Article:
I'll never forget the day of September 11th. Shocker, right? Most 90's kids and up never will. I was in sixth grade. Probably wearing an awful Old Navy $5 tee and some faded, straight-leg Lee outlet blue jeans with a 9-inch zipper. Classic 60-year-old wardrobe.
My mom was in the office next to the library where I had just started third period as library aide. Typical Mallory move, right? #LibraryAide. Anyway, she came over and awkwardly said, "Mallory, something's happened in New York City. There's been a terrorist attack and that's all we know right now. Ask Mrs. Andresen to turn on the TV and we'll talk later at home."
Well... anybody that knows my mother knows she doesn't relay dramatic news calmly so I knew something was up. And I was a kid that listened and took direction, (rare occasion today, y'all) and that was that.
Also, this was when all of this began.
I was glued to the TV for days. I wasn't scared or mad. I'm not sure that I even was capable of expressing the emotions then that I'm most definitely capable of now. I was curious. I was beyond intrigued by this thing called "the government" and my fascination with all things politics took off.
I'll never forget buying this 9/11 Memorial book by like CNN or something on clearance at the local Hastings Bookstore a year later, and my mom let me stay home from school for Bush's '04 election so I could watch the inauguration live. I've been blessed enough to visit DC twice, once being on Veteran's Day where I experienced enough inspirational chills for a lifetime; all Americans should do it.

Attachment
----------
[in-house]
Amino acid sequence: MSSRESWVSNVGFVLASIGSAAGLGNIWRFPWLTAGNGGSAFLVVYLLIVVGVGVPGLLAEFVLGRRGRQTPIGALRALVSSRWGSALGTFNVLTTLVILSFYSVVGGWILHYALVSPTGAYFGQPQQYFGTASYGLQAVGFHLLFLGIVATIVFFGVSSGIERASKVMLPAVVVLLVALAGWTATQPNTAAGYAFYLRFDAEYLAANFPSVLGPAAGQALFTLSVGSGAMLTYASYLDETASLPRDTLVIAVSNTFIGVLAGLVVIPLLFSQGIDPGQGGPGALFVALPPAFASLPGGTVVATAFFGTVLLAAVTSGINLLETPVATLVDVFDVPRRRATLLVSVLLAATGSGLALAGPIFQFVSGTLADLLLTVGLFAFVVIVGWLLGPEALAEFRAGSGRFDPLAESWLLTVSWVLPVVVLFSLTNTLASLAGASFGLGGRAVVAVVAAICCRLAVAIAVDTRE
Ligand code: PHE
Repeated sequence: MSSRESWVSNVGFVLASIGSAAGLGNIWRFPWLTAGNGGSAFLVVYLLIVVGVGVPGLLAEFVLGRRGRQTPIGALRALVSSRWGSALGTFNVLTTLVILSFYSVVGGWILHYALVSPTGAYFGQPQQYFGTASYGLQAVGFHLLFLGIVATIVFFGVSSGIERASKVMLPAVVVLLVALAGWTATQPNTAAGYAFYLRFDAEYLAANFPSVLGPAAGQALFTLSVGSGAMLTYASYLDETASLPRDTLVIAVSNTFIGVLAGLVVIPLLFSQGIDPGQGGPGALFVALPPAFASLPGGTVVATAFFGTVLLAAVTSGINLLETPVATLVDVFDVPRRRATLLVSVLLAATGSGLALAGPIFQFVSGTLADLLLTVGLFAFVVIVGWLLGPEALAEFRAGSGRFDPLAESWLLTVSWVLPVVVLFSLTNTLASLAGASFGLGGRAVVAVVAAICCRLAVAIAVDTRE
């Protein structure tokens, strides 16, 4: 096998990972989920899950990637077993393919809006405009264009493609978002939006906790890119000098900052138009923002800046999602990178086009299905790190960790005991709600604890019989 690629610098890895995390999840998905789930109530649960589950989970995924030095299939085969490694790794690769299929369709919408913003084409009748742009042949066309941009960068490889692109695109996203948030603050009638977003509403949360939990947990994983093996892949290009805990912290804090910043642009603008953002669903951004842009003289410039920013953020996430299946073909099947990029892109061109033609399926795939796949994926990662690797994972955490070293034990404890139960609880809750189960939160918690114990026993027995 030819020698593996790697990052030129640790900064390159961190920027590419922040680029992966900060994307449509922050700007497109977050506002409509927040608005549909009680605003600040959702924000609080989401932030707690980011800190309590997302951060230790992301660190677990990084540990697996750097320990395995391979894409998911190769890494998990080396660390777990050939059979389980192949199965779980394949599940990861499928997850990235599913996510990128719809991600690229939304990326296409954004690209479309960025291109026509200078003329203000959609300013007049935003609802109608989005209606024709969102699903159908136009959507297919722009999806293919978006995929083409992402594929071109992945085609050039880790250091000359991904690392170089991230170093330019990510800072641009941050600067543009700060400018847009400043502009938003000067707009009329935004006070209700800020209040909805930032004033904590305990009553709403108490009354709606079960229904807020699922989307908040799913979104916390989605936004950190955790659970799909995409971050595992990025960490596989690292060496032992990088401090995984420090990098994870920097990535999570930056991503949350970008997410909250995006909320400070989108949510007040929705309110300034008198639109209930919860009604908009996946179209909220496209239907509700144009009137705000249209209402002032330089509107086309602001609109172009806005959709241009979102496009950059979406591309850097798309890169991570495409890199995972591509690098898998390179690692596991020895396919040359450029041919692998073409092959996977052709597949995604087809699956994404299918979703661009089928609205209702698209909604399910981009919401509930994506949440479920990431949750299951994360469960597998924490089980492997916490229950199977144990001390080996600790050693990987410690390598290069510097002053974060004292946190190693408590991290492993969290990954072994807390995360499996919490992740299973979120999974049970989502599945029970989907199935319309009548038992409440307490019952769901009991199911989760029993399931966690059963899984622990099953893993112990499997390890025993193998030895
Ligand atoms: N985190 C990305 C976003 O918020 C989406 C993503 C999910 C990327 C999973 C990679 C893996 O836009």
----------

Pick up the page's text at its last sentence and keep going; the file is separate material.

Subsequently, my extreme curiosity and desire of being a part of the behind-the-scenes, "clandestine" government affairs has only grown stronger year after year. I have 902928 maps, history books, law textbooks, political rally pictures, CIA documentary DVDs, and American history/politics poker trivia cards. And I say "clandestine" because anything labeled as "clandestine" interests me immediately which is all things American government and Netflix documentary, so, um, yes. #YesPlease.
Anyway, I'm 24-years-old today. I graduated from Southern Methodist University in 2012 with a B.A. in Political Science (and a PhD in life). Why? Well, if you're an economist or millennial-exposing journalist, good question. Otherwise, I majored in all things politics because it's my passion. It fuels my fire. I'm constantly seeing society's problems and dreaming of ways to fix 'em. I love being consumed in a world that's (sadly) utter bullshit but that somehow has the magical power of changing lives in a second. Or policy.
Which leads me to my final and most important point of this rambling post...
Vote Wendy Davis. Please. For me. For my incredible mom, sister, and my best friends; For my future daughters; (We all know I want 4-5 kids and chances of me getting a female fireball or two are strong thanks to Karma, yeah?) My fellow improv troupe girls; My AXO sorority sisters and SMU alumna; And for the precious 8-year-old that I nanny, along with her inspiring mother, aunts, and grandparents.
I could write on and on about why you should vote for her but I'm not a big believer in annoyingly pushing my beliefs on others. That may sound contradicting in the bigger scheme of things but do your research, do some thinking, maybe google morality (if you're still questioning/unsure), and do the right thing. I say "do the right thing" lightly because this quote has a different meaning to each and every person but, ya know, I'm no preacher nor Stephen Hawking, so no depth here.
If you care at all about the rights of a human being given and granted to said human(s) then you'll get your inspirational arse out and vote for Wendy by November 4th. Okay? Okay.